I disagree. Like Sharansky, I believe in America's power to make the world a better, safer place by expanding freedom in the Middle East. I'm a strong supporter of President Bush's plan to liberate Iraq — to end the Baathist regime and set it on the road to democracy. I think Iraq is ripe for it. Europe may be blind, but most Iraqis know that Saddam Hussein and his thugs are responsible for their miseries — not America or Israel — and they are eager to be liberated. If they can work out tribal and religious differences peacefully, sharing power in a workable federation, a relatively short occupation might suffice. I think Iran — struggling hard to dethrone her tyrannical mullahs — is riper still and can succeed, with a little help from us. I think President Bush thinks so too. I think he sees Iran as the eastern end of a great new arc of freedom, stretching across the whole northern half of the region, from Iran through Turkey. I think he intends to create that new reality — a reality Middle Eastern despots in the south will have to compete with, one their subjects will know about and envy. It's a vision that is worthy of this great nation, and achievable at a cost we can afford.
But it's unrealistic, I think, to expect anything like democracy in the southern half of the Middle East any time soon — and a dangerous illusion to expect a Palestinian democracy ever. Look, first, at Egypt, the population giant of the south. Most Egyptians still see Nasser — a megalomaniacal thug, much like Saddam Hussein — as a hero. Most still blame the same scapegoats Nasser blamed for Egypt's poverty, backwardness, and oppression: America and Israel. Egypt's current dictator, Hosni Mubarak, pretends to be our ally, but his government-controlled media is still pumping out the same old lies and excuses, still demonizing us, still pretending that Egypt's half-century of stagnation is our fault, still goading his people to channel their blind rage at us and at Israel. And what is true for Egypt is true for other southern Arab states as well. (via ColdFury)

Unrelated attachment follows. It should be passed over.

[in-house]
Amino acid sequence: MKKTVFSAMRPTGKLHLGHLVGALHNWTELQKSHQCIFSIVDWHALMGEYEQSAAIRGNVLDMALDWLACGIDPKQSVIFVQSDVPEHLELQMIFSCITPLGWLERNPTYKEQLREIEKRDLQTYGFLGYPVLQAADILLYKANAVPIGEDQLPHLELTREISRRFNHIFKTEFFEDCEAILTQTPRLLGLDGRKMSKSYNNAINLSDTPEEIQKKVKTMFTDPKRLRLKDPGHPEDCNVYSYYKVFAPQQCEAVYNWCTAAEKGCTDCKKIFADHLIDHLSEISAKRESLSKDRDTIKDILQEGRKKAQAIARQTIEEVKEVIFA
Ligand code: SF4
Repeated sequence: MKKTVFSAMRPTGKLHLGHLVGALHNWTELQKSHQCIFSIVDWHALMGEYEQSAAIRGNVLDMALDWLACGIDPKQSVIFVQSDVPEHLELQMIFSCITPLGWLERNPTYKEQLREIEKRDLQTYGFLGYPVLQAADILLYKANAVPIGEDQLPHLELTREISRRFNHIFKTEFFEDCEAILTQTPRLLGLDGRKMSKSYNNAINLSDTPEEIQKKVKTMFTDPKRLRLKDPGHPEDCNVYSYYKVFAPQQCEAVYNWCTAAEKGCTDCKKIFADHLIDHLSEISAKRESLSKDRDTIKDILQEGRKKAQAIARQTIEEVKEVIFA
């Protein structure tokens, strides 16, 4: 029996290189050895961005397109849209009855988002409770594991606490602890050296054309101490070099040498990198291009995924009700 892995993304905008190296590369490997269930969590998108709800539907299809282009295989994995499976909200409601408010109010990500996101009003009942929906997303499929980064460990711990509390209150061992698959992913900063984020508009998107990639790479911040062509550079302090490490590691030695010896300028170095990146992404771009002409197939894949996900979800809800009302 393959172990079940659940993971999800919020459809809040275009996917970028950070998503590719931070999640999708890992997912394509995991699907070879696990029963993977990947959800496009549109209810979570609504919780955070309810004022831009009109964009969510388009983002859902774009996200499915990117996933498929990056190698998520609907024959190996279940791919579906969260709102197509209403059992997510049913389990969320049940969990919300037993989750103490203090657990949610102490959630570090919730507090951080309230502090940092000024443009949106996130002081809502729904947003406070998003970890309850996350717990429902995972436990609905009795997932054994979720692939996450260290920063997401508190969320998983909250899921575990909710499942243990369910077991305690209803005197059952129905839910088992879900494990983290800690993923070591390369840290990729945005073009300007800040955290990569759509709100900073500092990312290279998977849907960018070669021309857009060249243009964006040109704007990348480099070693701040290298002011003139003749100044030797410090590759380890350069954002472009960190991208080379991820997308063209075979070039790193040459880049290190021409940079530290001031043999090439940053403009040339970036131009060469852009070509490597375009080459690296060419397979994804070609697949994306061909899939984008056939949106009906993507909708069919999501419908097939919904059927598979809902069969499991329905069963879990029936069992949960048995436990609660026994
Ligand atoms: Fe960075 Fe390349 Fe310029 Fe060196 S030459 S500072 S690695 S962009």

Apple doesn't use the word "quagmire" to describe the allied effort as he did on Oct. 31, 2001, during the early, shaky days of the Afghanistan campaign. (See "Military Quagmire Remembered: Afghanistan as Vietnam.") But the gist of his Afghanistan piece and today's Iraq piece is the same. The United States has bitten off more than it can chew; the allied war effort is underpowered; we've underestimated the enemy—again!; air power is overrated; and guerrillas can do U.S. forces great damage as they did in Vietnam.
Apple's fear that dropping bombs on civilians wouldn't "win Afghan 'hearts and minds' " and that the country would prove ungovernable even if the United States won turned out to be unfounded. Two weeks after his comparison of Afghanistan to Vietnam, the allies liberated Kabul, and 16 months later the place is at least as governable as San Francisco.
Ridiculing Apple is easy—he's a large, slow target that bleeds profusely when hit. But many others in the press are guilty of Appleism, writing whatever story is required to fit the arc of the wartime news cycle. (via Volokh)
In the months and years ahead, people may change their minds about the Iraq war. As a supporter of the war, I hope that the facts and repercussions of the conflict turn out to reinforce my beliefs. But if I turn out to be wrong, I expect that I will find the courage to admit it.
So, what it is that empowers Belgium to try American leaders in a Brussels court for alleged crimes committed in Iraq? It goes back to a 1993 law by which Belgium arrogated to itself the supposed right of "universal jurisdiction" in the case of certain crimes against humanity. Israeli Prime Minister Ariel Sharon also faces trial -- after he leaves office -- under the same law. His crime was that Lebanese Christians went on a rampage against Lebanese Muslims in Lebanon while he was defense minister of Israel 20 years ago.
The thinking, if you can call it that, was that the oppressed people of the world would be offered a tribune in Belgium. Since the victims of crimes against humanity could not rely on their own courts to bring their oppressors or killers to justice, Belgium would fill the gap. That's the same Belgium, mind you, where Marc Dutroux, perhaps the world's most infamous accused pedophile-murderer, sits in jail untried seven years after his belated arrest. But never mind.